8.  7 Wonders: Duel by Repos Production

7WondersDuel7 Wonders is a great board game about civilization building that uses card drafting as the primary mechanic. It’s a game that can play anywhere from three to eight players, though I always prefer to play it with the higher player counts. There are two-player rules included with the game, but they’re pretty terrible. Enter 7 Wonders: Duel. This game, designed only for two players, takes the basic concepts of 7 Wonders, and instead of card drafting inserts a game of pyramid solitaire. Unless you’re a big solitaire fan, that probably doesn’t sound very appealing, but they use the mechanic well. Instead of choosing a card from your hand, you can choose from any card uncovered in the pyramid. Some cards start each round face down so you can’t completely predict what cards will be revealed, but there’s a surprising amount of tactical decisions to be made. Add to that major changes to the military and science systems, a changed system for building wonders, and several other system tweaks, and what you have is a really great version of 7 Wonders that feels like the original game, but plays a little faster.

7.  Blood Rage by Cool Mini Or Not

BloodRageThe only board game on this list I don’t own (*yet), Blood Rage was one of the most hyped games coming out of GenCon this year. Thematically, it’s a game about Vikings pillaging the nine Norse realms as Ragnarok begins to destroy the world one realm at a time. Mechanically, this game is a Frankenstein of some of the best elements of other games that works so much better than it has any right to. Take a little card drafting from 7 Wonders, sprinkle in an energy system from Core Worlds, a combat system that’s part Area Control and part Cosmic Encounter, and an empire upgrade system like Eclipse and you get this game that feels familiar and strange at the same time. Oh, and the miniatures. This game features some of the best miniatures of any game I’ve ever seen, which is what you expect from Cool Mini or Not.

I’ve had a chance to play this game a few times now. The theme is strong, and really shines through all the game systems at work here. Blood Rage is unsurprisingly not for the faint of heart. It’s strategic, and brutally punishing of mistakes. Almost every game I’ve played has left someone feeling hard done by. Miscalculations or combat surprises early in a round can severely cripple you for the rest of that round. With only nine territories to compete over, you’ll be fighting multiple times each age, but unlike many direct combat games, winning isn’t everything. In fact, sometimes you’ll send your units deliberately into a fight just so they’ll die and go to Valhalla, since there are several ways to make a glorious death profitable, sometimes even more profitable than winning a fight outright. Then there’s Ragnarok. Each turn, one area on the board is destroyed, and any units in that territory at the time earn glory for their clan simply for having died in Ragnarok. I still don’t feel like I’ve been get my mind around how to win, and I love that.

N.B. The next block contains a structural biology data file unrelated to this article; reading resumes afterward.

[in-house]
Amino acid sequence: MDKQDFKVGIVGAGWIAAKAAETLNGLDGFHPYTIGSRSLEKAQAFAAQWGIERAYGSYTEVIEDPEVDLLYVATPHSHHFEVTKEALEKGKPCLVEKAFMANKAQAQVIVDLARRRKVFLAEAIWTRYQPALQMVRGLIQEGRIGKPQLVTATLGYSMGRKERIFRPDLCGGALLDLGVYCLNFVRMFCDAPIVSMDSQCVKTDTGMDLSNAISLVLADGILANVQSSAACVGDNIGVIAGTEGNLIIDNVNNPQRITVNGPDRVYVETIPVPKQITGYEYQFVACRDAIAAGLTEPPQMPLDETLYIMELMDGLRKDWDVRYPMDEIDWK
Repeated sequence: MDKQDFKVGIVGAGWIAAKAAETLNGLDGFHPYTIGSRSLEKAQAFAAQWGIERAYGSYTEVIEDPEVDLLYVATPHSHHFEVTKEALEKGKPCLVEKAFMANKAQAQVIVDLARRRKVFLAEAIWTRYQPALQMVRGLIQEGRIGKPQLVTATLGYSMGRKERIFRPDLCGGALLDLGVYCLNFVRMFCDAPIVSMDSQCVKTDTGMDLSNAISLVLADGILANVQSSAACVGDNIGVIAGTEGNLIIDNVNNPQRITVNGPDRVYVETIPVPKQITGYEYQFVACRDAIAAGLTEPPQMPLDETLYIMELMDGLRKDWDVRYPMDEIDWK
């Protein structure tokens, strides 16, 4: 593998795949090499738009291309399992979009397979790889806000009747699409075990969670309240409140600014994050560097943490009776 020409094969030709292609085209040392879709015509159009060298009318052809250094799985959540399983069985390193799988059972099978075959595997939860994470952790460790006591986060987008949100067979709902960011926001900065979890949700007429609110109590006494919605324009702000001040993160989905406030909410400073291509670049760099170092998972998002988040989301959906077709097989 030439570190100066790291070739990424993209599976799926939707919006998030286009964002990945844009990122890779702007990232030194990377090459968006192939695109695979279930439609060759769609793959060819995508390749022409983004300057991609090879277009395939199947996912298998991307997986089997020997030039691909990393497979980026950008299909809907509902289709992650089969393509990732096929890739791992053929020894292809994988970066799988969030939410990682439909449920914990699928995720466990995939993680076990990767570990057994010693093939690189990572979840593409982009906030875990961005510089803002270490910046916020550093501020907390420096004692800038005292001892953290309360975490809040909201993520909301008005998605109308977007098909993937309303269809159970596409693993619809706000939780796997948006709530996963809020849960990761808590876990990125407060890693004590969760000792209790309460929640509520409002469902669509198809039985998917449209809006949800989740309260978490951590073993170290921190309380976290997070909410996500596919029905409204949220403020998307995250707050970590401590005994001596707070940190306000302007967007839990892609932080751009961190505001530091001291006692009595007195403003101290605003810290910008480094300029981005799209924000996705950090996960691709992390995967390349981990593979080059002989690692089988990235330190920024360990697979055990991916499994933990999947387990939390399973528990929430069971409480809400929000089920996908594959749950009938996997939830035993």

6.  Tiny Epic Galaxies by Gamelyn Games

TinyEpicGalaxiesThe Tiny Epic series of games has been mostly a dud for me, until Tiny Epic Galaxies, the third in this line of pocket games created by Scott Almes. Tiny Epic Galaxies is a game for one to four players where each player controls a small system of planets and uses ships to try and colonize new systems or raid systems for resources. Actions are determined by dice rolls, and the game rules include a few ways to manipulate dice if you get stuck with an unfavorable roll. There’s two main currencies in the game, energy and culture. Both can be spent in increasing increments to upgrade your empire, but energy can also be spent to take additional rerolls, and culture can be used to copy the actions other players are taking. This leaves you constantly invested while other players are taking their turns, if you have culture to spend. Colonizing new systems earns you points and gives you access to new special powers, and the game ends when the first player reaches 21 points worth of new colonies. Additionally, the game includes rules for an incredibly challenging single player mode, and all of this comes in a box slightly larger than two decks of cards.

The game is surprisingly strategic, and competition over available systems can be incredibly tight, especially when playing with four. There are difficult choices to be made throughout the game, weighing whether to improve your empire, stock up on resources, or push to colonize a system before someone else can steal it. There are also really interesting combos that can be achieved by chaining together actions between systems you control and uncolonized planets. The ability to spend culture to duplicate the actions of other players can be a huge, effectively either giving you additional actions or forcing other players to avoid taking an action they know will benefit you more. The size of the game makes it easy to carry with you just about anywhere, which is awesome for a game with so much depth and replayability. There’s just so much variety in such a small package that I highly recommend it.

This ends Part 1 of my Top 10 Best Board Games of 2015. What did you think of picks 6-10 and my Honorable Mentions? Comment below with your thoughts!

Also, stay tuned for the Top 5 Best Board Games of 2015, coming soon!

Top 10 Board Games of 2015: Part 1

The Magic Circle and the Rise of Modern Board Gaming